Trauma remains a major source of vision loss, especially in developing countries. The prognosis is determined by the following variables: the acute damage inflicted by the responsible object; the expertise and experience of the treatment team (“what to do”); the timing of the intervention/s (“when to do it”); and the body’s scar-formation reaction to both injury and surgery.

Of these, the easiest to control is the timing of the reconstructive surgery. Before the vitrectomy era, intraocular reconstruction (unavailable) and its timing (hence irrelevant) were obviously mute points. Since vitreoretinal surgery was introduced, the “what” and the “when” have been extensively debated to identify the optimal approach.

The greatest influence on the question of timing has been a series of publications, based on experimental studies, in the late 1970s by Cleary and Ryan [1,2,3]. As a result, the “mainstream” option regarding the timing of the intraocular reconstruction, according to most literature reports, is a staged approach with wound closure on day 1, followed by vitreoretinal surgery in the second half of the 2nd week [4,5,6]. In real life, however, the authors’ extensive international experience shows that rather than 10–14 days, the delay is too often several weeks.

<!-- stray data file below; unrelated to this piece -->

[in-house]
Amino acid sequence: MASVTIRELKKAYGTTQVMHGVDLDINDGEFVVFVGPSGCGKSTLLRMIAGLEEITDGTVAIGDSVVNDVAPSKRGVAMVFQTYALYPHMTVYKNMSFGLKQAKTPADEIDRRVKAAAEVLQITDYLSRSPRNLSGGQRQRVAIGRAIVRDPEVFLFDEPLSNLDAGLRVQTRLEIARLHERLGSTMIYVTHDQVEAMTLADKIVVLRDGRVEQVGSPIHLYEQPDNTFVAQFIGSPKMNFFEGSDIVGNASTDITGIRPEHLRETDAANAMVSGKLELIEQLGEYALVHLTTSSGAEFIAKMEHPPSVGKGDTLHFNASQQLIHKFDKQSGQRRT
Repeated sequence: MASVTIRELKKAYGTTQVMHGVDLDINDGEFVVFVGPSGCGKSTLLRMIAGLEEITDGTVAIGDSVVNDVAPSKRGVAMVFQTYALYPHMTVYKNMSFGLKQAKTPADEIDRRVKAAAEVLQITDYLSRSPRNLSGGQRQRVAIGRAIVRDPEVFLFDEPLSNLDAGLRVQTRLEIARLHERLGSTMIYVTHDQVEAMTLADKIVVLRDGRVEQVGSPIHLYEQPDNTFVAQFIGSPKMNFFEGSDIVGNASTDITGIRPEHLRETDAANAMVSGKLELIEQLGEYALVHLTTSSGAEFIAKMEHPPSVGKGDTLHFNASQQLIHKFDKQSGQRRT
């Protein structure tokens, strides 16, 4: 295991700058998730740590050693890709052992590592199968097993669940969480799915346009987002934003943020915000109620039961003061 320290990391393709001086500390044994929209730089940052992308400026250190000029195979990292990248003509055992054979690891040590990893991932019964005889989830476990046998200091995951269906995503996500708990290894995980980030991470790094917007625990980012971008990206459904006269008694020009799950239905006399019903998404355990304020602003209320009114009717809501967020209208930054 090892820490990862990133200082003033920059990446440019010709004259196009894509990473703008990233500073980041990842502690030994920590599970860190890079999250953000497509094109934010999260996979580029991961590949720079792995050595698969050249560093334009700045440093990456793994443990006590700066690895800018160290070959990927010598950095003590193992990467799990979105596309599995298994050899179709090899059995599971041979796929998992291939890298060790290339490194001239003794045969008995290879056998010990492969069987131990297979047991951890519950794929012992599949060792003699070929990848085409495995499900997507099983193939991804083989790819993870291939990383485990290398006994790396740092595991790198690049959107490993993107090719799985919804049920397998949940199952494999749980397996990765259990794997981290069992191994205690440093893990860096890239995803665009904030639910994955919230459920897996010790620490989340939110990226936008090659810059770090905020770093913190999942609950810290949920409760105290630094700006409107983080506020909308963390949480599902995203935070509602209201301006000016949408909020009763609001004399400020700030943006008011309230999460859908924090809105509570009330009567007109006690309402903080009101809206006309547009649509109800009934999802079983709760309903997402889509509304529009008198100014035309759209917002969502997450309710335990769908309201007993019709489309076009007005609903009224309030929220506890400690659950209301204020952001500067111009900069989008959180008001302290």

In addition to data from animal experiments, clinical arguments can also be made in favor of delaying the vitrectomy. First, the infrastructure for a primary comprehensive intraocular reconstruction (wound closure plus vitreoretinal surgery, and everything in between) is not in place: the surgeon inexperienced, the operating-room staff untrained, certain equipment/materials unavailable etc. Second, the surgeon is not willing to face the relatively high risk of an intraoperative choroidal hemorrhage. Third, an unsutured posterior scleral wound may be present and threaten reopening during vitrectomy. Fourth, the surgeon prefers waiting for a spontaneous posterior detachment (PVD), knowing that in these typically young patients a surgical PVD is difficult if not dangerous to attempt. Let’s look at these arguments in detail.